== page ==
Fucheng Seetoo (1890-1954, Naval Architecture, Class of 1914), Situ Fuquan in Mandarin pinyin, came to MIT to study Course XIII, supported by a Chinese Navy scholarship. The son of Hwai Seetoo, Fucheng was a native of Guangdong, but born in Shanghai on Aug. 9, 1888. Educated at the Tongwen Guan in Shanghai, Seetoo came to the US in 1906 as part of a group of Chinese youths sent by the Chinese Government under the direction of Charles Tenney. Tenney placed Seetoo and two other students at Phillips Academy Andover, where they enrolled in the scientific course in fall 1906. Although he was a Chinese Government student, Seetoo was supported by family funds. Unfortunately, in May 1907, Tenney informed Andover that Seetoo's father, a merchant in the sugar trade, had lost his wealth in a typhoon, and was unable to continue supporting his son's overseas education. Tenney requested that Andover provide him with a scholarship and raised private funds to cover his room and board. Phillips Academy generously supported Seetoo as a scholarship student for a year, before he passed the examination to enter MIT. HT Shen helped Seetoo to obtain a Chinese Navy scholarship to support his education at MIT. Graduating in the Class of 1914, Seetoo wrote his thesis on the topic of Stability of a Battleship in Damaged Condition. Like Chen, Seetoo was a founding officer of the Chinese Students' Club and also a member of the Naval Architectural Society. While at MIT, Seetoo also studied violin at the New England Conservatory of Music and learned how to make violins from Boston violin-maker Walter Salon Goss. After returning to China, Seetoo not only became a famous Naval architect, but also a famous violin-maker and violinist, pioneering the use of the instrument for Cantonese music.

Professor May Bo CHING of the Department of Chinese and History at City University of Hong Kong provides this account of his place in music history:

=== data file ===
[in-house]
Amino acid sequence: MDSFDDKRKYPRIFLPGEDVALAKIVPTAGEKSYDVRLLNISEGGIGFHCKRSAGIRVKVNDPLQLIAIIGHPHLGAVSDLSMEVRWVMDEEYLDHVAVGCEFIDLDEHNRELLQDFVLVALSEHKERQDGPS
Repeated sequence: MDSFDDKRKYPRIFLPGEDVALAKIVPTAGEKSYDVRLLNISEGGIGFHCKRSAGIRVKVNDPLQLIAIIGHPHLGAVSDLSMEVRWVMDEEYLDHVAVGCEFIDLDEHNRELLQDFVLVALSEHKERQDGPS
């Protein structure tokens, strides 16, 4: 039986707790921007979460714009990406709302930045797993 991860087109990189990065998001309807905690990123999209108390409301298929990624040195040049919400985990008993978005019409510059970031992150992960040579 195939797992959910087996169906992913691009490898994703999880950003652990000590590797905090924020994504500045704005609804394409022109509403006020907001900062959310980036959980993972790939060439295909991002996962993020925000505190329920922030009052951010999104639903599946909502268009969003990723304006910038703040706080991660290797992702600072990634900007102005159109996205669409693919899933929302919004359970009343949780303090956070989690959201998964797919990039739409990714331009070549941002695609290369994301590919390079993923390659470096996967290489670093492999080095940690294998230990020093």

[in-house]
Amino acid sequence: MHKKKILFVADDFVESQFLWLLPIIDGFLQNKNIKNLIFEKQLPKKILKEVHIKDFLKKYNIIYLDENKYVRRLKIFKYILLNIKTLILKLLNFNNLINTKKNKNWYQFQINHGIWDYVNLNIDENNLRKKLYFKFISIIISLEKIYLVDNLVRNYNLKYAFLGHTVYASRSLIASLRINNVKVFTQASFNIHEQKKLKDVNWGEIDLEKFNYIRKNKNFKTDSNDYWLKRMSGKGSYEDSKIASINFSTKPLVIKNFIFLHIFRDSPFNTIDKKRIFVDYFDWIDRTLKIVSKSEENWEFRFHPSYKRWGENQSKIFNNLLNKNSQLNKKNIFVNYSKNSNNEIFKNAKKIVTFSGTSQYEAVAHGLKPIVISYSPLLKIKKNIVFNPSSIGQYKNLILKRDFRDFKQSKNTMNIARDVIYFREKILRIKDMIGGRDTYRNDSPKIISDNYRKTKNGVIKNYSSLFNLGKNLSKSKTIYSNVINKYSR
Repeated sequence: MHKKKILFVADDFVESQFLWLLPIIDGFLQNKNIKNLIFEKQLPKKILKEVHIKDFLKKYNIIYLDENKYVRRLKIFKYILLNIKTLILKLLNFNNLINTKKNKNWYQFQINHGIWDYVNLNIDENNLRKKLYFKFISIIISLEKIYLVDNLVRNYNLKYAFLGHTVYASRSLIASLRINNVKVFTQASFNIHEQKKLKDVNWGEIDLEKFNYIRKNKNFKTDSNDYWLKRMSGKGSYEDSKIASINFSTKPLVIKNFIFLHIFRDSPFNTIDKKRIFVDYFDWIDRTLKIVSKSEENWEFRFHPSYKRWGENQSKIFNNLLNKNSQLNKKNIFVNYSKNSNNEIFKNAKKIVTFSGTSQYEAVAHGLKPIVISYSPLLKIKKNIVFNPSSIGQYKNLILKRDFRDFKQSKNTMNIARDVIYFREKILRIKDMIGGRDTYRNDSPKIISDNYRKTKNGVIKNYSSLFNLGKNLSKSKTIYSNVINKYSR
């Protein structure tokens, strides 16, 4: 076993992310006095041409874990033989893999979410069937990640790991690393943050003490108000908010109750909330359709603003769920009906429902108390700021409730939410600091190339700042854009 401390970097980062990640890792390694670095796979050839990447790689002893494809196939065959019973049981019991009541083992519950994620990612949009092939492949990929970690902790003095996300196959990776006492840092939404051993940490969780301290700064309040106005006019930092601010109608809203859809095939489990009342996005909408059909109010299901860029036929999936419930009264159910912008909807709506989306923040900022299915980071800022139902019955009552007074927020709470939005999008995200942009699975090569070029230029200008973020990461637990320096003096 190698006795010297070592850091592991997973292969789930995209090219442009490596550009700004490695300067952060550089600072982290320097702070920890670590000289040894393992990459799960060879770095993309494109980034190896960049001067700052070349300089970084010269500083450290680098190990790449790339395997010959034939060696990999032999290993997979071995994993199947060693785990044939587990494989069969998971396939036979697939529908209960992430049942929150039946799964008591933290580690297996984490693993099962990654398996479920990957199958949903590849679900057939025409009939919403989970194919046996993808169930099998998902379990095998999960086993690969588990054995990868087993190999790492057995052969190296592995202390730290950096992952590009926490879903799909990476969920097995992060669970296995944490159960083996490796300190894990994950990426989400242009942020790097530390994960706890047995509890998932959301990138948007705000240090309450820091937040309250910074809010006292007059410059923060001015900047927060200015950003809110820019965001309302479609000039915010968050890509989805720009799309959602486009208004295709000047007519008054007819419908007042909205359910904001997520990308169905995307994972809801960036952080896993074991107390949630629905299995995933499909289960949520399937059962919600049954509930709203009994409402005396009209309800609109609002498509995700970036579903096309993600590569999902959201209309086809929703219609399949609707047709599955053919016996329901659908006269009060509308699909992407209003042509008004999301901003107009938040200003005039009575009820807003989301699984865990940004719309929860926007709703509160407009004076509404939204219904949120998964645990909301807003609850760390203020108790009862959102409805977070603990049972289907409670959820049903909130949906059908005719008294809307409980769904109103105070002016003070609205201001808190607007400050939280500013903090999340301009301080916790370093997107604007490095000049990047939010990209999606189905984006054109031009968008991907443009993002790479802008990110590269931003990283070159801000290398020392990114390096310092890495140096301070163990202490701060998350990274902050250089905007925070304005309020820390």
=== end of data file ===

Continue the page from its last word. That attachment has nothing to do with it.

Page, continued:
The Music Activities of Fucheng Seetoo (司徒傅權), also known as Situ Mengyan 司徒夢岩

Returning to China in 1915, Seetoo worked in the Jiangnan Shipyard in Shanghai. Living in the rising metropolis allowed him to participate actively in music activities organized by the Cantonese-dominated Chin Woo Athletic Association (Jingwu Tiyuhui) and the Shanghai Chinese Music Society (Shanghai Zhonghua Yinyue Hui). From 1918 through the mid-1920s Seetoo regularly played violin in both Western and Chinese music performances in schools and town halls. To express the unique character of Cantonese music, Seetoo used glissando strategically, and to some extent turned the violin into a “Chinese” instrument. Until now among many Cantonese musicians, violin is translated as “fanling” 梵鈴 rather than “xiao tiqin” 小提琴 to denote its “Cantonese character.”  Working with Lu Wencheng (1898-1981), another Cantonese musician active in Shanghai, Seetoo applied his knowledge of violin-making that he learnt from Boston violin-maker Walter Salon Goss to the modification of the Chinese two-stringed fiddle erhu. With repeated experiments they placed violin E strings instead of traditional silk strings on a slightly smaller sound-box, resulting in a brighter and lighter tone as compared to the erhu. This newly-invented instrument was called “metal-string fiddle” (gangxian qin 鋼線琴) in those days, and was not renamed “gaohu” 高胡 (high-pitched erhu) until the 1950s. Seetoo also made much effort to score Chinese music in five-line staff and Western music in traditional Chinese goche 工尺 staff, echoing the utopian vision of achieving “Great Unity” 大同 between Chinese and Western music prevalent among some Chinese intellectuals in the 1920s. 


Cambridge Tribune, 2 May 1914, p. 12.

Seetoo Xianda (coordinates), Zhixin Wenhua (Taiwan) (comp.), Jian yu Qin: Zaochuan gongchengshi he ta de yinyue jiazu (Battleship and Violin: Naval Architect and his Music Family) , Beijing: Shehui Kexue Wenxian Chubanshe, 2011司徒達賢策劃、知新文化(台灣)編撰:《艦與琴:造船工程師和他的音樂家族》,北京:社會科學文獻出版社,2011年.

Shenbao 申報, news on Seetoo’s performances reported between 1918 and 1926, in particular 21 December, 1923; 8 February, 1924; and 12 June 1924.